- Finally, businesses are heavily invested in spreadsheets – I would guess that globally there is more business rules, data, and intelligence embedded in excel files than every other technology (language and data) combined moving those items out to a webapp (if it’s possible at all) would be a massive task and IT support for cloud APIs is only just taking off (assuming the company is big enough for in-house IT, and 99% of companies aren’t);
So, basically, on top of all your webapp competitors you have the spreadsheet monster on your back. So what do you do? I usually thing a good thing to do is look at both what your competitors suck at, and beat it, and what your competitors are good at, mix it up with what your customers value, and go for it. There are a few things that spreadsheets aren’t so good at, that custom apps just can’t be beaten for:
- collaboration – gDocs is pushing back here with multiple editors and a pretty useful form editor, but for the most part spreadsheets are used by people one at a time, and are versioned (poorly).
- integrity – excel is really notorious for having one bad user screw up everyone elses hard work. Custom apps can have both complex security models, and data protection that excel can’t.
- interoperability – beyond mail merging, getting excel to talk to anything else takes a lot of VBA, or a lot of copy-pasting
As a first step, make sure that any webapp you develop can hit it out of the park in these three dimensions (or something else that’s awesome and remarkable). I’m rambling a little (still getting used to blogging), so I’ll try and summarize: businesses need to see a big (and risk adjusted) benefit before investing on new systems; people go with what they know; and finally, just because someone doesn’t run MS Project (or basecamp), don’t assume they don’t have project management software.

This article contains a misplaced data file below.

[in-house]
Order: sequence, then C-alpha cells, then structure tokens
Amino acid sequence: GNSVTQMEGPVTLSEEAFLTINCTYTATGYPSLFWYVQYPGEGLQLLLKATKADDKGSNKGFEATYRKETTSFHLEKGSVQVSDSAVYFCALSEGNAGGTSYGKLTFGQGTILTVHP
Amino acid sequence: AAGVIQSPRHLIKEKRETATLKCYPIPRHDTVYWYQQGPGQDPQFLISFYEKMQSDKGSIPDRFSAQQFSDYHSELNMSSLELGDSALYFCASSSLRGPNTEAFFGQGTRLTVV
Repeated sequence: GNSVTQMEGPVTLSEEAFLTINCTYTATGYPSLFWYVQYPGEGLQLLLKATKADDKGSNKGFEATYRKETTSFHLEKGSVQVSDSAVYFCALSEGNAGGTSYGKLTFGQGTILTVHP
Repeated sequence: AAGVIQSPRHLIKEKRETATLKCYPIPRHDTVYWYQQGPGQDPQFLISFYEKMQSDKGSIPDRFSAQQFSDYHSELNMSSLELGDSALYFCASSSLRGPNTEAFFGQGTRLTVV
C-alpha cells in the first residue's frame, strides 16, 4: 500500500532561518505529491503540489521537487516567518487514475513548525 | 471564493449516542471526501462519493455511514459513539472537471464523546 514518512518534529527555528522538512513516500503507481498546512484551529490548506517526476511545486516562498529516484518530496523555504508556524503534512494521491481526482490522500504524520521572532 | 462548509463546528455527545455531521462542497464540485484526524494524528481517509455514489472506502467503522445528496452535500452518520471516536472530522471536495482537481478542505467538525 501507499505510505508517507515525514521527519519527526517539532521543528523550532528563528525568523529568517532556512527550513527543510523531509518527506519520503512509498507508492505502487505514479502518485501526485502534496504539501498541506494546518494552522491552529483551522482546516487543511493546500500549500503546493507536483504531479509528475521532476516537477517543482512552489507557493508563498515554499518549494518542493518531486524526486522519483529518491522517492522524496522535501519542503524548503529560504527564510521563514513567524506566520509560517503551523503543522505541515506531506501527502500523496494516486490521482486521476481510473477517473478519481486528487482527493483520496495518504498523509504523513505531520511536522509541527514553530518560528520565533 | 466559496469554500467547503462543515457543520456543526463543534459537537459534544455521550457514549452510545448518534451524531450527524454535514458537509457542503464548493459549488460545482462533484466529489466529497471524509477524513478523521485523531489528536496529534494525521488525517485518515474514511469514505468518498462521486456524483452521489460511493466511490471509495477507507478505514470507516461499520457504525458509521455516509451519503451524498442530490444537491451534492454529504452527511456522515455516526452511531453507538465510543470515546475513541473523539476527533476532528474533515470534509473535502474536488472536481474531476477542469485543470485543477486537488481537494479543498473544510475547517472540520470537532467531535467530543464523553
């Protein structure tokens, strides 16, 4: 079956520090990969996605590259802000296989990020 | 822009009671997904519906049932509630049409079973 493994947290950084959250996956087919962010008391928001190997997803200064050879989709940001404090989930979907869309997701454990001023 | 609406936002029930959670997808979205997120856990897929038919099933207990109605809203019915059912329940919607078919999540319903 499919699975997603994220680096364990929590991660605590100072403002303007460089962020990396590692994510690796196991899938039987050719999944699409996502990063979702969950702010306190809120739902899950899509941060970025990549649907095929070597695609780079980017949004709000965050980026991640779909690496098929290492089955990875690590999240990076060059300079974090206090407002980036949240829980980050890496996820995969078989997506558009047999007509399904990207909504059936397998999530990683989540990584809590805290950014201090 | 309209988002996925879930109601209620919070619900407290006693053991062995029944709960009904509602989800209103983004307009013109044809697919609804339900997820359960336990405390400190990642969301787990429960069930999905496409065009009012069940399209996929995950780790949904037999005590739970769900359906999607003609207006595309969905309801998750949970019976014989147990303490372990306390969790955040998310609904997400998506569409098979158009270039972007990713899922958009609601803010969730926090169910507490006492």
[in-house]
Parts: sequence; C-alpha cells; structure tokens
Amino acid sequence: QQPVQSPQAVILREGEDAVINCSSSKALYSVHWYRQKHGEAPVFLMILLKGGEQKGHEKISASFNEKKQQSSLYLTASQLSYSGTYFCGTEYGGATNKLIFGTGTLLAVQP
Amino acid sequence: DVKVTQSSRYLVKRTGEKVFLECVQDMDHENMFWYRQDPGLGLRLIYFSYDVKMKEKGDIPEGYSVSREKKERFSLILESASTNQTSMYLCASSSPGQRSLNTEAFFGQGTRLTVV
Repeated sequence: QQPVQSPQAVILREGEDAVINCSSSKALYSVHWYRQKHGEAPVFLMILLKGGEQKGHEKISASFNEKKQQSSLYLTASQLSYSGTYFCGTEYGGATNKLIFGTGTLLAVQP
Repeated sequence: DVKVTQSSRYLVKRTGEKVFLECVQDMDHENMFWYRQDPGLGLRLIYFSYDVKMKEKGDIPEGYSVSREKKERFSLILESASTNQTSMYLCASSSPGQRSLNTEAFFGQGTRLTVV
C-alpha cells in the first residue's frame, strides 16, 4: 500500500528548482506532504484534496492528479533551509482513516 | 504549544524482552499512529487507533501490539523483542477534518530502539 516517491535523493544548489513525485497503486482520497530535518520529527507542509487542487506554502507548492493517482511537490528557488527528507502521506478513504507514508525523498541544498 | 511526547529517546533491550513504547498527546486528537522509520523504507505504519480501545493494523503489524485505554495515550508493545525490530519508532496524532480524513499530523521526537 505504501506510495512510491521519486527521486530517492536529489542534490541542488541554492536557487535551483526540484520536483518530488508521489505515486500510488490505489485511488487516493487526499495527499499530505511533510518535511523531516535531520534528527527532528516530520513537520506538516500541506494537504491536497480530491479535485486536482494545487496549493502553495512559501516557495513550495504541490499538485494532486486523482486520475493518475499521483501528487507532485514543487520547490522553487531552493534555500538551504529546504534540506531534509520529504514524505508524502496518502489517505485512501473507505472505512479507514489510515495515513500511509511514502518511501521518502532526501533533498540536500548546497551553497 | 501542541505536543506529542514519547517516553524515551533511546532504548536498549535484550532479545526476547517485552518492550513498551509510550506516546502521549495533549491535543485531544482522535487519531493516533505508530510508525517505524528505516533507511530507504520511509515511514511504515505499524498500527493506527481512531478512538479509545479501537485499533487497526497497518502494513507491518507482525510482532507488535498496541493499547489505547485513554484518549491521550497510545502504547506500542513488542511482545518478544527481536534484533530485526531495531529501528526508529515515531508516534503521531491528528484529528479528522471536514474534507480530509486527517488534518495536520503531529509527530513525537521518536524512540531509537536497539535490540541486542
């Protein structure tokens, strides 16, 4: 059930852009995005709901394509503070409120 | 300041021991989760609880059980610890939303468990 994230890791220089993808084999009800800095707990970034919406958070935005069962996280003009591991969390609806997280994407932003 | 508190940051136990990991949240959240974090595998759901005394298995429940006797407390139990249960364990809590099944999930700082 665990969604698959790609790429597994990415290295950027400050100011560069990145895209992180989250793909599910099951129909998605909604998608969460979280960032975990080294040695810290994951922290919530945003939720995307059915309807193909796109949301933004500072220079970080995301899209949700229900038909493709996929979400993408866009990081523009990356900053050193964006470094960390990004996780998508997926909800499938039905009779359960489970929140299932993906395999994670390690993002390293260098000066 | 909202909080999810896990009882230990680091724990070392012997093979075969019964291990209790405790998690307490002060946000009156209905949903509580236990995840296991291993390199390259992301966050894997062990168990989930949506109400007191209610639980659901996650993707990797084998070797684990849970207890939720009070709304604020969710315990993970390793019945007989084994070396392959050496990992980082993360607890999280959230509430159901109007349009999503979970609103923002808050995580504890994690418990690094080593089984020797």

I was just looking around for what was going on in the business model(ling) world right now and came across this terrific looking book orchestrated by a team including Alexander Osterwalder (by the way I discovered his website and the Business Model Alchemist blogs are also great) and 470 (!!!) other authors.
A Quick Synopsis (from the webpage)
Disruptive new business models are emblematic of our generation. Yet they remain poorly understood, even as they transform competitive landscapes across industries. Business Model Generation offers you powerful, simple, tested tools for understanding, designing, reworking, and implementing business models.
Business Model Generation is a practical, inspiring handbook for anyone striving to improve a business model — or craft a new one.
I suggest you download the free 72 page preview, it’s actually useful in its own right, and beautiful to boot!